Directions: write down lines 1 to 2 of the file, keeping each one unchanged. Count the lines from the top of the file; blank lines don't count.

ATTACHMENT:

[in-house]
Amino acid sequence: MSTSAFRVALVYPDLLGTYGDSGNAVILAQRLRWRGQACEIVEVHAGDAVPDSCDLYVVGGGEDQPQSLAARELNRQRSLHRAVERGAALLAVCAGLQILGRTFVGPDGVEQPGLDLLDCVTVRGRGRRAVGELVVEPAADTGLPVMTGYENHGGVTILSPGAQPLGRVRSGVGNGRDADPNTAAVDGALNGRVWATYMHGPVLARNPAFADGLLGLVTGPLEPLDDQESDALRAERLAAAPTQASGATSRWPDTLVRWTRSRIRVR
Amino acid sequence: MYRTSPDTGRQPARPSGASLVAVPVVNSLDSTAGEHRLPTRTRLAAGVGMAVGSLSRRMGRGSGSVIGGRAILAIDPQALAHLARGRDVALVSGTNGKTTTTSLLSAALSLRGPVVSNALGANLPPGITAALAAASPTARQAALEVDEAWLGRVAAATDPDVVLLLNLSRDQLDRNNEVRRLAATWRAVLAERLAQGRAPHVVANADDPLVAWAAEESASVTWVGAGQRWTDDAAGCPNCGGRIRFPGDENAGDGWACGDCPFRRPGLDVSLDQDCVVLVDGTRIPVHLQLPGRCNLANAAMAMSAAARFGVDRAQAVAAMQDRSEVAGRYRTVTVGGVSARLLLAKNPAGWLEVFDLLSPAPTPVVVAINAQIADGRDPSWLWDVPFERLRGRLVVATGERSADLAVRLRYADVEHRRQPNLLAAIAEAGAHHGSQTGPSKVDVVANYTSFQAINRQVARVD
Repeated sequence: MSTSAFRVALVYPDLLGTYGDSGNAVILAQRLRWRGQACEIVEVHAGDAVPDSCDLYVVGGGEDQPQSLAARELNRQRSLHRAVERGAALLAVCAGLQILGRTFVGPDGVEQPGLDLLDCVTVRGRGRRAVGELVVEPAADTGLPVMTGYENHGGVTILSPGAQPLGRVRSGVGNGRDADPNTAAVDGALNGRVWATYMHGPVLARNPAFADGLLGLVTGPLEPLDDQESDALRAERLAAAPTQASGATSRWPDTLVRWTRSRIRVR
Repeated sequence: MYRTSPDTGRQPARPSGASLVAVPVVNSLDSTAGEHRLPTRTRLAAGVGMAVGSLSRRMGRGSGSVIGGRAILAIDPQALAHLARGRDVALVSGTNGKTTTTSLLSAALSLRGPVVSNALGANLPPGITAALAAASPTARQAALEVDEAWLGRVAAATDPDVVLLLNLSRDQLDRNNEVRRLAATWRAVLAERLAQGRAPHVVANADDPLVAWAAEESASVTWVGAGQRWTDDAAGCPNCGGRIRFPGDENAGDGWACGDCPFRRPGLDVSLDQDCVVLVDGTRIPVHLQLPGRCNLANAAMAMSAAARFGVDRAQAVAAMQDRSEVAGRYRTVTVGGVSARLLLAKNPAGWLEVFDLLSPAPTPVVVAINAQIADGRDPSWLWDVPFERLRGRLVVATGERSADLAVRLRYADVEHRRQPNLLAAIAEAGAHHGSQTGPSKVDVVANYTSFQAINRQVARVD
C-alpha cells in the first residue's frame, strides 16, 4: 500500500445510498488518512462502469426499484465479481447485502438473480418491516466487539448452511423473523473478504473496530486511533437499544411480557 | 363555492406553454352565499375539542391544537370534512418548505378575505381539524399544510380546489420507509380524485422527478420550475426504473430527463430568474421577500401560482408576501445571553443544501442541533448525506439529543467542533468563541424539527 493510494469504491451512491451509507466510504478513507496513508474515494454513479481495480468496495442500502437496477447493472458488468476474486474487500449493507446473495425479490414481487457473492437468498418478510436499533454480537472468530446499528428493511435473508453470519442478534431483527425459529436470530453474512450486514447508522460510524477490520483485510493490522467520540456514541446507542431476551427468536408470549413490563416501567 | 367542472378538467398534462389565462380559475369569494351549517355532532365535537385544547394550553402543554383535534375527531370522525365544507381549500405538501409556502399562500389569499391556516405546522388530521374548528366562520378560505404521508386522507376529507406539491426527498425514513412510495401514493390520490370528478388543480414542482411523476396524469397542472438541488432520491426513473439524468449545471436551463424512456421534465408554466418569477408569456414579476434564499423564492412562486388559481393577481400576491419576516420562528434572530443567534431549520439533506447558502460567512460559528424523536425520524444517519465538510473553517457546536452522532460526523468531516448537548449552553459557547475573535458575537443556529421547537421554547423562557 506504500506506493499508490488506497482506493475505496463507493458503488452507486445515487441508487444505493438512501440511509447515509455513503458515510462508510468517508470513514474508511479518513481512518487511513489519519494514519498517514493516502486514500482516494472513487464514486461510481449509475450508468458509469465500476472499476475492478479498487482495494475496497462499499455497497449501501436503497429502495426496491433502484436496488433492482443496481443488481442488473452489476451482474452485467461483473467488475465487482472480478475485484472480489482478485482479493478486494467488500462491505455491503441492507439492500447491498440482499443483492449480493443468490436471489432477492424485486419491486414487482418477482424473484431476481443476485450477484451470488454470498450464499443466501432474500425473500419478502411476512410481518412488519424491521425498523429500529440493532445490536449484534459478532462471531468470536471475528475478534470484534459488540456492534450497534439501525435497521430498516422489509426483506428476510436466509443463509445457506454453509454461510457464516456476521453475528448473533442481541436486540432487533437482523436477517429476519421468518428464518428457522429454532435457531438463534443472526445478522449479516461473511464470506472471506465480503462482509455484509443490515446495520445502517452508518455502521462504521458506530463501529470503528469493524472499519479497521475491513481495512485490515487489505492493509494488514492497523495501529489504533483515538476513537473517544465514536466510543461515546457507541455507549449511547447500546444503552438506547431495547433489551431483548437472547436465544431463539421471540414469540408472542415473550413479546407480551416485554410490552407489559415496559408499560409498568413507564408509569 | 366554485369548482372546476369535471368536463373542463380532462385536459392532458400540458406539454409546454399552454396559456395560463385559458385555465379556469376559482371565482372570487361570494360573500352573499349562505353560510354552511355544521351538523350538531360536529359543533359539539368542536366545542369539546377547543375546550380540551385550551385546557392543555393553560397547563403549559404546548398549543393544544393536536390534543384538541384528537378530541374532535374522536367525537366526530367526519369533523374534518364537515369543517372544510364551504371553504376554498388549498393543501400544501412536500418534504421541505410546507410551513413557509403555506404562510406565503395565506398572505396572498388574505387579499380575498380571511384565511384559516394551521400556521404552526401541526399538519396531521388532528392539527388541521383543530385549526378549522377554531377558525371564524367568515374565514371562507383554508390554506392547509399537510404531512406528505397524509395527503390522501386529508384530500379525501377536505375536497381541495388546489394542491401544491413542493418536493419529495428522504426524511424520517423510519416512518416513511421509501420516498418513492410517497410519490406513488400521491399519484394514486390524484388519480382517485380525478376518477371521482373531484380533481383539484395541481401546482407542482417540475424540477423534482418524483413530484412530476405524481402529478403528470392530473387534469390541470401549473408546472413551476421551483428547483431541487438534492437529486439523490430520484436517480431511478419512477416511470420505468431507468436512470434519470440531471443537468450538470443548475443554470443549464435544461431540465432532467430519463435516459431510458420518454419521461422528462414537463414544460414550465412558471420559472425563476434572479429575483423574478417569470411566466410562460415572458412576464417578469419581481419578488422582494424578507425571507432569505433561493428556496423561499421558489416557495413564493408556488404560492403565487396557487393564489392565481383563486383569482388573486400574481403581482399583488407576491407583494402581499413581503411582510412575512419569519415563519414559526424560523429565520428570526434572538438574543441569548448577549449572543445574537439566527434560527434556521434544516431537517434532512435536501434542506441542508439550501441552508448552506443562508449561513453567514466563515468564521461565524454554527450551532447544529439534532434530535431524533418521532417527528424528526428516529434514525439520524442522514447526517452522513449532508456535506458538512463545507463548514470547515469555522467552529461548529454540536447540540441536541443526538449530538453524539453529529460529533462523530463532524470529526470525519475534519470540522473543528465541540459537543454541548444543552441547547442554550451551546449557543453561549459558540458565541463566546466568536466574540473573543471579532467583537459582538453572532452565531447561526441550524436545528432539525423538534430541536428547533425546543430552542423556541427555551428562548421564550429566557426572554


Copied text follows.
[in-house]
Amino acid sequence: MSTSAFRVALVYPDLLGTYGDSGNAVILAQRLRWRGQACEIVEVHAGDAVPDSCDLYVVGGGEDQPQSLAARELNRQRSLHRAVERGAALLAVCAGLQILGRTFVGPDGVEQPGLDLLDCVTVRGRGRRAVGELVVEPAADTGLPVMTGYENHGGVTILSPGAQPLGRVRSGVGNGRDADPNTAAVDGALNGRVWATYMHGPVLARNPAFADGLLGLVTGPLEPLDDQESDALRAERLAAAPTQASGATSRWPDTLVRWTRSRIRVR